Appendix A:

Information Sources

National Sources

The National Center for Health Statistics (NCHS)
U.S. Public Health Service, NCHS
3700 East-West Highway
Hyattsville, MD 20782

NCHS tracks and analyzes changes in health status in the United States. A summary of status and trends is published each year, entitled Health/United States.

Morbidity and Mortality Weekly Report (MMWR)
Centers for Disease Control
Atlanta, GA 30333

The MMWR provides immediate alerts regarding disease incidence, morbidity and mortality as reported to CDC by health departments nationwide.

The Roper Center
P. O. Box 440
Storrs, CT 06268

The Roper Center collects and stores public opinion data collected by survey organizations including NORC, Gallup, Roper, Harris, Opinion Research Corporation, Yankelovich, Gordon Black Company, various news polls, and special studies.

The ODPHP National Health Information Center
P.O. Box 1133
Washington, DC 20013-1133
(800) 336-4797 (from outside of the Washington Metropolitan area)

The center helps the public locate health information through the identification of health information resources and a referral service.


The journals listed below cover health communications program development and related topics discussed.

Alcohol Health and Research World, a quarterly publication of the (DHHS) National Institute on Alcohol Abuse and Alcoholism (ADAMHA) 5600 Fishers Lane, Rockville, MD 20857.

American Demographics, Box 68,127 West State St., Ithaca, NY 14851.

American Journal of Health Promotion, a quarterly publication, Box 1287, Royal Oak, Ml 48068.

American Journal of Public Health, a monthly publication of the American Public Health Association, 1015 15th St. NW, Washington, DC 20005.

Evaluation and the Health Professions, quarterly, Sage Publications, Inc., 2111 W. Hillcrest Dr., Newbury Park, CA 91320.

Health Education, bimonthly, a publication of the American Alliance for Health, Physical Education, Recreation and Dance, 1900 Association Drive, Reston, VA 22091.

Health Education Quarterly, a publication of the Society for Public Health Education, John Wiley & Sons, Inc., Periodicals Division, 605 Third Avenue, New York, NY 10158.

Health Education Research, quarterly, IRL Press, Inc., P.O. Box Q, McLean, VA 22101-0850.

HealthLink, a quarterly publication of the National Center for Health Education, 30 East 29th St., New York, NY 10016.

Journal of Communication, quarterly publication by Oxford University Press, University of Pennsylvania, 3620 Walnut St., Philadelphia, PA 19104-3858.

Public Health Reports, a bimonthly publication of the U.S. Public Health Service, Dept. of Health and Human Services, Hubert Humphrey Bldg., Rm. 721-H, 200 Independence Ave. SW, Washington, DC 20201.

Public Opinion Quarterly, a quarterly publication of the American Association for Public Opinion Research, University of Chicago Press, 5801 S. Ellis Ave., Chicago, IL 60637.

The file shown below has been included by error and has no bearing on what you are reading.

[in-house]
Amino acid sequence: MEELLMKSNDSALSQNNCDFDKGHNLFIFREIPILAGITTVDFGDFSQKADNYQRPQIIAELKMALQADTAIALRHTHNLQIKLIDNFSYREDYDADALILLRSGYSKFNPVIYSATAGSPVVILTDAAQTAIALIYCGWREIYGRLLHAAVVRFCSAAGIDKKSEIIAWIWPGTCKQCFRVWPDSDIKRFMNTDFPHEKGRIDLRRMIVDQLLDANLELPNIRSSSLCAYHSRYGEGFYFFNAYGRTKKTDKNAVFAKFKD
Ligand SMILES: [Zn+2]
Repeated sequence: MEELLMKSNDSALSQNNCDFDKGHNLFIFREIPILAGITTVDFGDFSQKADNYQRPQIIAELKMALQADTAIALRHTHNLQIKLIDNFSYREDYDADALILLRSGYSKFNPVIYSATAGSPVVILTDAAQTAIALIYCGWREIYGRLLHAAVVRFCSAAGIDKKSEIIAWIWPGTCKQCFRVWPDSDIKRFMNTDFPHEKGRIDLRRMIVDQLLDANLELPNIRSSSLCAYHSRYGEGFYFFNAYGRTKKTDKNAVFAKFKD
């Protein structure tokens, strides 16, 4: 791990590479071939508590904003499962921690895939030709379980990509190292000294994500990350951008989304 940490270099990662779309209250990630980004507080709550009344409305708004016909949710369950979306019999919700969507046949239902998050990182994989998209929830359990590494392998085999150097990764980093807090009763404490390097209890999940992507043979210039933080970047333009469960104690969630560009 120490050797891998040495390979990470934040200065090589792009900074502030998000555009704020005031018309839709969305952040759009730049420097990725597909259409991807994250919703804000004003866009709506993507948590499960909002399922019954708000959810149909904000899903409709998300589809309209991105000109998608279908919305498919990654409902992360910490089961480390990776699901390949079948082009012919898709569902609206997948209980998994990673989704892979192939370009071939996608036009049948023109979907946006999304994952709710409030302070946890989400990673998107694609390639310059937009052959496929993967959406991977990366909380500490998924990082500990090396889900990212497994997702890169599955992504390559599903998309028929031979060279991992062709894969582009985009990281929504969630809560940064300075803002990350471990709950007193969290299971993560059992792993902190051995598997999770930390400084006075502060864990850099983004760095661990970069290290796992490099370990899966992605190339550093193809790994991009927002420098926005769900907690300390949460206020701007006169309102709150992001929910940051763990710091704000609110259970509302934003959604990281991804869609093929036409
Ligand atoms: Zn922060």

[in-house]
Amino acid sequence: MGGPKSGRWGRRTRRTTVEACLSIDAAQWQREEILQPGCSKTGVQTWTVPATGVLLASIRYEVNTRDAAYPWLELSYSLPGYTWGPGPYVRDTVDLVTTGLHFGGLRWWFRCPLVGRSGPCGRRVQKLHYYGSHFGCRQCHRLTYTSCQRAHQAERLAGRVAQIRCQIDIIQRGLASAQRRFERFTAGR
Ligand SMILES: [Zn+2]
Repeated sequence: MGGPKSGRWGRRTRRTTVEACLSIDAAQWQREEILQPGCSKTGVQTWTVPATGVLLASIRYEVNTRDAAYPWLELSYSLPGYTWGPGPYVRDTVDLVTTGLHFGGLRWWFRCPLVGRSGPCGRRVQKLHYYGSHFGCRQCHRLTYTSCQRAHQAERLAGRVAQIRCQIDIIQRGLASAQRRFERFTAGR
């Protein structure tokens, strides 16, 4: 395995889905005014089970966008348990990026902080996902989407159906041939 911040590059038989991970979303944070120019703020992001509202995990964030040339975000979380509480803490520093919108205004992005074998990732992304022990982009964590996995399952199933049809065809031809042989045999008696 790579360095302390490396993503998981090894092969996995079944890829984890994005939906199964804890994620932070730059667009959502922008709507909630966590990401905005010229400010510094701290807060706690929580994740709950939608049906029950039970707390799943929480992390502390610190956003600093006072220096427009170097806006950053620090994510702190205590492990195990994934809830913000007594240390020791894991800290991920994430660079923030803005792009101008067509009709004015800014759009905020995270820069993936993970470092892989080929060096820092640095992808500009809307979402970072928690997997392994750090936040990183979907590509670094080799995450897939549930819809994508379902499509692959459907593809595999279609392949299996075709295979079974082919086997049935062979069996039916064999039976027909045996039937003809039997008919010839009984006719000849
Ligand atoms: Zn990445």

Appendix B
How to Test for Readability

The SMOG Readability Formula

To calculate the SMOG reading grade level, begin with the entire written work that is being assessed, and follow these four steps:

1. Pick 30 sentences, 10 each from near the beginning, in the middle, and near the end of the text.

2. From this sample of 30 sentences, circle all of the words containing three or more syllables (polysyllabic), including repetitions of the same word, and total the number of words circled.

3. Estimate the square root of the total number of polysyllabic words counted. This is done by finding the nearest perfect square, and taking its square root.

4. Finally, add a constant of three to the square root. This number gives the SMOG grade, or the reading grade level that a person must have reached if he or she is to fully understand the text being assessed.

A few additional guidelines will help to clarify these directions:

Not all pamphlets, fact sheets, or other printed materials contain 30 sentences. To test a text that has fewer than 30 sentences:

1. Count all of the polysyllabic words in the text.

2. Count the number of sentences.

3. Find the average number of polysyllabic words per sentence as follows: Average = total number of polysyllabic words divided by total number of sentences

4. Multiply that average by the number of sentences short of 30.

5. Add that figure on to the total number of polysyllabic words.

6. Find the square root and add the constant of 3.

Perhaps the quickest way to administer the SMOG grading test is by using the SMOG conversion table. Simply count the number of polysyllabic words in your chain of 30 sentences and look up the approximate grade level on the chart.

An example of how to use the SMOG Readability Formula and the SMOG Conversion Table is provided below.

Example Using the SMOG Readability Formula:

We have calculated the reading grade level for this example. Compare your results to ours, then check both against the SMOG conversion table.

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